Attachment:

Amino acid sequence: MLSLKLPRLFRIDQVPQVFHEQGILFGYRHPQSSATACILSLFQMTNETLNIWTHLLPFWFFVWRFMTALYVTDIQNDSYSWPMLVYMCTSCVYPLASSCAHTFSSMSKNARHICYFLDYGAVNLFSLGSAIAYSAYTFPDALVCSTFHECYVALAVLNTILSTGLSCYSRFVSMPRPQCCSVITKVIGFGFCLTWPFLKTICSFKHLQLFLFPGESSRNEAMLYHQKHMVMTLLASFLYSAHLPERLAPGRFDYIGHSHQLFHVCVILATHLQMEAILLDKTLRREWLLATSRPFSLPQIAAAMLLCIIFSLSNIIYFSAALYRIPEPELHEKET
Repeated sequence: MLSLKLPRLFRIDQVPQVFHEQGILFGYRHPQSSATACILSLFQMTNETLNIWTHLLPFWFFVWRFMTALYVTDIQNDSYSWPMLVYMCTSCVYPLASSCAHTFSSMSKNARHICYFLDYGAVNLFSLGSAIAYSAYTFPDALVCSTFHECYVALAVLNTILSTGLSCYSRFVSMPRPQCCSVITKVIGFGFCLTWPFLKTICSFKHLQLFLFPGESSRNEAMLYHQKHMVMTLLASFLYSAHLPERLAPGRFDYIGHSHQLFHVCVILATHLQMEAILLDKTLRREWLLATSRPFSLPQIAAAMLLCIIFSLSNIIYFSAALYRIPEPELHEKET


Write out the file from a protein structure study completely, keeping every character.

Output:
Amino acid sequence: MLSLKLPRLFRIDQVPQVFHEQGILFGYRHPQSSATACILSLFQMTNETLNIWTHLLPFWFFVWRFMTALYVTDIQNDSYSWPMLVYMCTSCVYPLASSCAHTFSSMSKNARHICYFLDYGAVNLFSLGSAIAYSAYTFPDALVCSTFHECYVALAVLNTILSTGLSCYSRFVSMPRPQCCSVITKVIGFGFCLTWPFLKTICSFKHLQLFLFPGESSRNEAMLYHQKHMVMTLLASFLYSAHLPERLAPGRFDYIGHSHQLFHVCVILATHLQMEAILLDKTLRREWLLATSRPFSLPQIAAAMLLCIIFSLSNIIYFSAALYRIPEPELHEKET
Repeated sequence: MLSLKLPRLFRIDQVPQVFHEQGILFGYRHPQSSATACILSLFQMTNETLNIWTHLLPFWFFVWRFMTALYVTDIQNDSYSWPMLVYMCTSCVYPLASSCAHTFSSMSKNARHICYFLDYGAVNLFSLGSAIAYSAYTFPDALVCSTFHECYVALAVLNTILSTGLSCYSRFVSMPRPQCCSVITKVIGFGFCLTWPFLKTICSFKHLQLFLFPGESSRNEAMLYHQKHMVMTLLASFLYSAHLPERLAPGRFDYIGHSHQLFHVCVILATHLQMEAILLDKTLRREWLLATSRPFSLPQIAAAMLLCIIFSLSNIIYFSAALYRIPEPELHEKET